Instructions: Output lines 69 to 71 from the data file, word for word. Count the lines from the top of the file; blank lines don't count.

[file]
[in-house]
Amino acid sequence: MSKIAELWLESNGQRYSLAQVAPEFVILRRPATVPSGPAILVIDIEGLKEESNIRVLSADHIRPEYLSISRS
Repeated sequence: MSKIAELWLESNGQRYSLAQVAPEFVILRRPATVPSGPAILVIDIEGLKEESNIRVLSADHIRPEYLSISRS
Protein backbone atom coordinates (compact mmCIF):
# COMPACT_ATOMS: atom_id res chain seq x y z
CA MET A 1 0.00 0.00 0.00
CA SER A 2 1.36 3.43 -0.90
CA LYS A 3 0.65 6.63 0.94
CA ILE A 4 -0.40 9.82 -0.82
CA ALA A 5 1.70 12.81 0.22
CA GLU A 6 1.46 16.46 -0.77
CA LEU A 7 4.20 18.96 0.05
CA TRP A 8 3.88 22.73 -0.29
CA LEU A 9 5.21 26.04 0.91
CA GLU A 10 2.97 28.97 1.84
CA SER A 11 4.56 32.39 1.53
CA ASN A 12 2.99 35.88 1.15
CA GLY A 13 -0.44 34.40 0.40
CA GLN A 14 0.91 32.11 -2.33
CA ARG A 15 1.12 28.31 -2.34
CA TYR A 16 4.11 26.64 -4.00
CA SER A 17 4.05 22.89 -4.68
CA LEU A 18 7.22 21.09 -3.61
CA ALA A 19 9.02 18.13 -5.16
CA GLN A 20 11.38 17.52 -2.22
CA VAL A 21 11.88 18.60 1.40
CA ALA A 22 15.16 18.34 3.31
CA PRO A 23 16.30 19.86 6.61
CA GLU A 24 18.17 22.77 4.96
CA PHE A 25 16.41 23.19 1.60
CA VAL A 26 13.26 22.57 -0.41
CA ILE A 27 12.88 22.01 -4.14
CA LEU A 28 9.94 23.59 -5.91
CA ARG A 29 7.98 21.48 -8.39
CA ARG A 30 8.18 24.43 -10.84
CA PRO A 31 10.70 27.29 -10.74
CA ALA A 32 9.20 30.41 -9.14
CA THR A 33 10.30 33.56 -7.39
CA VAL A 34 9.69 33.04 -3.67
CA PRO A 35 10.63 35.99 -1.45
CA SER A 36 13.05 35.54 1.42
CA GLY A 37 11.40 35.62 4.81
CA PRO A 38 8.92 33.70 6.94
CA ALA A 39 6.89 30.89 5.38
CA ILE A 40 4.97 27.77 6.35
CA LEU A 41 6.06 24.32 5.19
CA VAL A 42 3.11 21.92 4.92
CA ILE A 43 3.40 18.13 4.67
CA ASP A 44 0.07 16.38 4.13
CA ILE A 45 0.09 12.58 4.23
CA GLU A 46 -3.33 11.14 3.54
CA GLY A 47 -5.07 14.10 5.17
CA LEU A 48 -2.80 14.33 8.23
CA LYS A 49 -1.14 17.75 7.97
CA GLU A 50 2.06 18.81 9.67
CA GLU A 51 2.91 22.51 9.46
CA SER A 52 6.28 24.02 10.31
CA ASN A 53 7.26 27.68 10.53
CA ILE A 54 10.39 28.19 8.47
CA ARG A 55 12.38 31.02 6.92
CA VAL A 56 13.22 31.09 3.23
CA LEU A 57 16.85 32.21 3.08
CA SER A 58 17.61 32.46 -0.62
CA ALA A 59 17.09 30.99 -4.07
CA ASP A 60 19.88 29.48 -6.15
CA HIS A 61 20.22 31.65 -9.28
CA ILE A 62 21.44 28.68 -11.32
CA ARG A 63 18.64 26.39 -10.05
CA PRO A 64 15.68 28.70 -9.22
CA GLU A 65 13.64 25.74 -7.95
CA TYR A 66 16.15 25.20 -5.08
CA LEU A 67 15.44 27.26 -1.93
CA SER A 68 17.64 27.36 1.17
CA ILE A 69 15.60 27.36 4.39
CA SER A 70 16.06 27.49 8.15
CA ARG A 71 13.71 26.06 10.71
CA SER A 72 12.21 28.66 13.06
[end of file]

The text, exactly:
CA PRO A 64 15.68 28.70 -9.22
CA GLU A 65 13.64 25.74 -7.95
CA TYR A 66 16.15 25.20 -5.08